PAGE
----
Above all, Samantha believes that every child should have the same opportunity to shape their destiny, emphasing that we cannot always build the future for them, but we can build them for the future. Consequently, her goal is to ensure that teachers implement evidence-based pedagogical approaches that will strengthen 21st-century skills, including, critical thinking and creativity, in all students.
Jim McKinley is an associate professor of Applied Linguistics in Higher Education at UCL Institute of Education, and a Senior Fellow of the Higher Education Academy.
He has been an associate of the EMI Oxford research group since arriving in the UK in 2016. Originally from the US, he later taught and studied in Australia and New Zealand, and also taught for many years on Japan’s oldest EMI program at Sophia University (2005-2016).
At Oxford, Jim regularly collaborates with Dr. Heath Rose as well as Prof. Victoria Murphy, has published with several DPhil students, and supervises dissertations on the MSc ALSLA and MSc ALLT programs.
Jim’s research mainly explores implications of globalisation for L2 writing, language education, and teaching in higher education. As principal investigator on the British Academy-funded project ‘Exploring the teaching-research nexus in higher education’ (2018), he continues to research and publish on the bifurcation of teaching and research in higher education and TESOL in the UK and internationally. Jim is a co-editor-in-chief of the journal System and series co-editor (with Dr Heath Rose) of Cambridge Elements: Language Teaching.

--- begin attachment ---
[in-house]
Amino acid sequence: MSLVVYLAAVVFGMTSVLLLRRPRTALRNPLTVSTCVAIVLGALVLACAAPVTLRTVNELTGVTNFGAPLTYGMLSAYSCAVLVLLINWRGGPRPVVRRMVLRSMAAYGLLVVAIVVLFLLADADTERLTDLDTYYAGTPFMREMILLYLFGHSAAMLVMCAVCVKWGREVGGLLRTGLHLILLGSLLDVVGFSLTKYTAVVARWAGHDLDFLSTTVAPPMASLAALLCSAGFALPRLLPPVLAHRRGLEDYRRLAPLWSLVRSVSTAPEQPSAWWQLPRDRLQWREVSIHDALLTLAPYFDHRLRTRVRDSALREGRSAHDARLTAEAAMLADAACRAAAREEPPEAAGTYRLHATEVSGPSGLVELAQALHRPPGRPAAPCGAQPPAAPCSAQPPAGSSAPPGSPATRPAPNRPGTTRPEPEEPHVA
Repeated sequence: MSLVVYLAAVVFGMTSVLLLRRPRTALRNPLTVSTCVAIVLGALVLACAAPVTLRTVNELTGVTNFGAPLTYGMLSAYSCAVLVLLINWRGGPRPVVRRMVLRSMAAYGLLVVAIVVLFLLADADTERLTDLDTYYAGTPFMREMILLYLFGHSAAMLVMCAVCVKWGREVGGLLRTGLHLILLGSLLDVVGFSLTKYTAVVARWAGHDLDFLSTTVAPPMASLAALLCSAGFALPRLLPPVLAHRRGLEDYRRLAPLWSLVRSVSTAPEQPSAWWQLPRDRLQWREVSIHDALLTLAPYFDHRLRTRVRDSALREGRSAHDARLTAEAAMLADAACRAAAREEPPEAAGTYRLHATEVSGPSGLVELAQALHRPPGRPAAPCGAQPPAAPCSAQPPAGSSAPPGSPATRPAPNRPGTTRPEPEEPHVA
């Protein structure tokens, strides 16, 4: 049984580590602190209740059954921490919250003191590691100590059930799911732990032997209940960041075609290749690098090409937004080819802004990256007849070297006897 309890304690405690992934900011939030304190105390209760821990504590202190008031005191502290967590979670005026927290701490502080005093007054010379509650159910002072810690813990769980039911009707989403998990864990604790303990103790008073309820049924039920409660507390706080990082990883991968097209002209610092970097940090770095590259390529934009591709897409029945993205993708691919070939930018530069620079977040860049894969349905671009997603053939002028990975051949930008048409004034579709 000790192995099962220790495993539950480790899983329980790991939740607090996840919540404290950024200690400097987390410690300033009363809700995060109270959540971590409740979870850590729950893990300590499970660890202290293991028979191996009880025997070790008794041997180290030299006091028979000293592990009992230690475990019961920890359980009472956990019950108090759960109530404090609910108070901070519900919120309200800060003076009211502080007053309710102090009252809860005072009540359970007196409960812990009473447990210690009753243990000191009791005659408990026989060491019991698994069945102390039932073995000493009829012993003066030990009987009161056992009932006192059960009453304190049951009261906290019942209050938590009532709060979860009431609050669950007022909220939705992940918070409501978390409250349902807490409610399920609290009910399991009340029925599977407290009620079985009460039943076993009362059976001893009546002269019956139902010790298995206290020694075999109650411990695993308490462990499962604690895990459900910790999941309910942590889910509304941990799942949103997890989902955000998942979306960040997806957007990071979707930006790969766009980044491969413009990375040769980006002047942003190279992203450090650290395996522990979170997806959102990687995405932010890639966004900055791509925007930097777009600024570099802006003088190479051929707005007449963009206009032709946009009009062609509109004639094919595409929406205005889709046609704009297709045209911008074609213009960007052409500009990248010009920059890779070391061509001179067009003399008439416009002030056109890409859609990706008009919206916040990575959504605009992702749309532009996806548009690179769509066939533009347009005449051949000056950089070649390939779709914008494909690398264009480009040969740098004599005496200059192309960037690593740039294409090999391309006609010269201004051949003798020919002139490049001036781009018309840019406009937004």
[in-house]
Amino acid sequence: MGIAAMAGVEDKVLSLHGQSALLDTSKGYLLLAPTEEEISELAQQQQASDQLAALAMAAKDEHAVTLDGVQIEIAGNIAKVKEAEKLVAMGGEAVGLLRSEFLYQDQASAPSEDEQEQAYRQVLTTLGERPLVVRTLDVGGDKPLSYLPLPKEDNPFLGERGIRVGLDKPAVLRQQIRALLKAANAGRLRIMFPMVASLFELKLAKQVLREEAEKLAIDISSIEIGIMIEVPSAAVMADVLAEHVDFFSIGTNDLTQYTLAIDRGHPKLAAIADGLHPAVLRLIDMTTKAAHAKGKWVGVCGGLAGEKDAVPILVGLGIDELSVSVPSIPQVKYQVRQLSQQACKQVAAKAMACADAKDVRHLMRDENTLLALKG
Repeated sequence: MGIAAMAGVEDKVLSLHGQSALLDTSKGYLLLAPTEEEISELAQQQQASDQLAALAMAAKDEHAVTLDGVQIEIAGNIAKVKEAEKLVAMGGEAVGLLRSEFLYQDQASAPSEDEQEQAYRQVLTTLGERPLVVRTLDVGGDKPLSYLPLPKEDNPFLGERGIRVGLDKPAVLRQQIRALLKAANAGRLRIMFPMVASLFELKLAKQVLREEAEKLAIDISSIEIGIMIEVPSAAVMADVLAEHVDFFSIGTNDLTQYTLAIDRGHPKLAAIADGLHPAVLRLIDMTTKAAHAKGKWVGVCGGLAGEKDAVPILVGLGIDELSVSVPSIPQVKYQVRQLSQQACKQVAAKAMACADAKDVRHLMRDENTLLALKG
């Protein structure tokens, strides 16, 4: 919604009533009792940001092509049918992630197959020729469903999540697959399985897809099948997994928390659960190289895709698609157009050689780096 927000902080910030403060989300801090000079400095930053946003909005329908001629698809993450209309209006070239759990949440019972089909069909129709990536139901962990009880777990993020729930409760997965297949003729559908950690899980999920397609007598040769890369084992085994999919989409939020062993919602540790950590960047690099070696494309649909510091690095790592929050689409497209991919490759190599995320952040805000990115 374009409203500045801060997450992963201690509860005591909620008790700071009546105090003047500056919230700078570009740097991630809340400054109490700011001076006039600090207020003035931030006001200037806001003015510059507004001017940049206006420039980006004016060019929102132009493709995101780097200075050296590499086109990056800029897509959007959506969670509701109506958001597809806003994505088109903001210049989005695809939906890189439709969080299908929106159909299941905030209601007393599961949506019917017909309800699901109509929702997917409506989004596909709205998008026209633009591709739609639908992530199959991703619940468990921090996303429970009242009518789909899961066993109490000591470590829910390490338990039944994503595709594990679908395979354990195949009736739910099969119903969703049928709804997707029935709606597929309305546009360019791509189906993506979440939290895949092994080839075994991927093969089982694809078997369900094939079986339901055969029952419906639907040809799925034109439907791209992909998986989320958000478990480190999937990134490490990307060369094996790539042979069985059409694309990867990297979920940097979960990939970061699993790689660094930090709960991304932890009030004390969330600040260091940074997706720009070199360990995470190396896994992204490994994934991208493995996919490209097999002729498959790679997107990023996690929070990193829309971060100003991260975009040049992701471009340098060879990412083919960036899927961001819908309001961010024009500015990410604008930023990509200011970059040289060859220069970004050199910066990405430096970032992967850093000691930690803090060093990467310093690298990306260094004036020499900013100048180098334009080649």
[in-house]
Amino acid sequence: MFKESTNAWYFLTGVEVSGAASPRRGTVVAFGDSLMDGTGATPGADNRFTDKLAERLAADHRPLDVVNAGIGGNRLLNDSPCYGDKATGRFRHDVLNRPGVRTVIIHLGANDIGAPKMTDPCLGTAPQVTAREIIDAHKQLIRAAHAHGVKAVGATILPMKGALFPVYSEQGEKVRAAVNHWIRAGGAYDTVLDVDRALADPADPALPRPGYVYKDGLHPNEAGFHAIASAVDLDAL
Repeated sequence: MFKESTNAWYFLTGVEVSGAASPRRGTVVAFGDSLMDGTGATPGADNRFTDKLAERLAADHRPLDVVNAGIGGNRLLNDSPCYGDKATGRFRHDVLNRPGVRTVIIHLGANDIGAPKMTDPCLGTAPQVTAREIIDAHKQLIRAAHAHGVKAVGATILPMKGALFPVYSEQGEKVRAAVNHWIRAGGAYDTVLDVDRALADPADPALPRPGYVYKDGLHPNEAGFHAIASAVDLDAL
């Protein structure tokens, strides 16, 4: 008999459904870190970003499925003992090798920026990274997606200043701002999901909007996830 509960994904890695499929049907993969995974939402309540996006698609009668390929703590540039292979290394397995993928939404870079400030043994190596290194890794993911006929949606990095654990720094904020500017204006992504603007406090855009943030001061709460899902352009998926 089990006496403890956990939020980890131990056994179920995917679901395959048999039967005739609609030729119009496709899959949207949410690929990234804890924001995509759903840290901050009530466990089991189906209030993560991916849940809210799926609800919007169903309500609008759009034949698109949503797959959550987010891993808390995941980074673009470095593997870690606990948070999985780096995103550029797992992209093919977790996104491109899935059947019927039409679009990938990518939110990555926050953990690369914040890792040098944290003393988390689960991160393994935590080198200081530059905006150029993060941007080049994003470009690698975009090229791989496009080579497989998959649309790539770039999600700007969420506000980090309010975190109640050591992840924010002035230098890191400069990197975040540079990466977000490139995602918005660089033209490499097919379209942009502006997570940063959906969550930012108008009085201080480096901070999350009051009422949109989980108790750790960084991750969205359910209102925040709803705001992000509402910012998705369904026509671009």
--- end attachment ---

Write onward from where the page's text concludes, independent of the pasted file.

For further information, visit www.researchgate.net/profile/Jim-Mckinley.
Rose, H., McKinley, J., & Galloway, N. (2020). Global Englishes and Language Teaching: A systematic review of pedagogical research. Language Teaching. https://doi.org/10.1017/S0261444820000518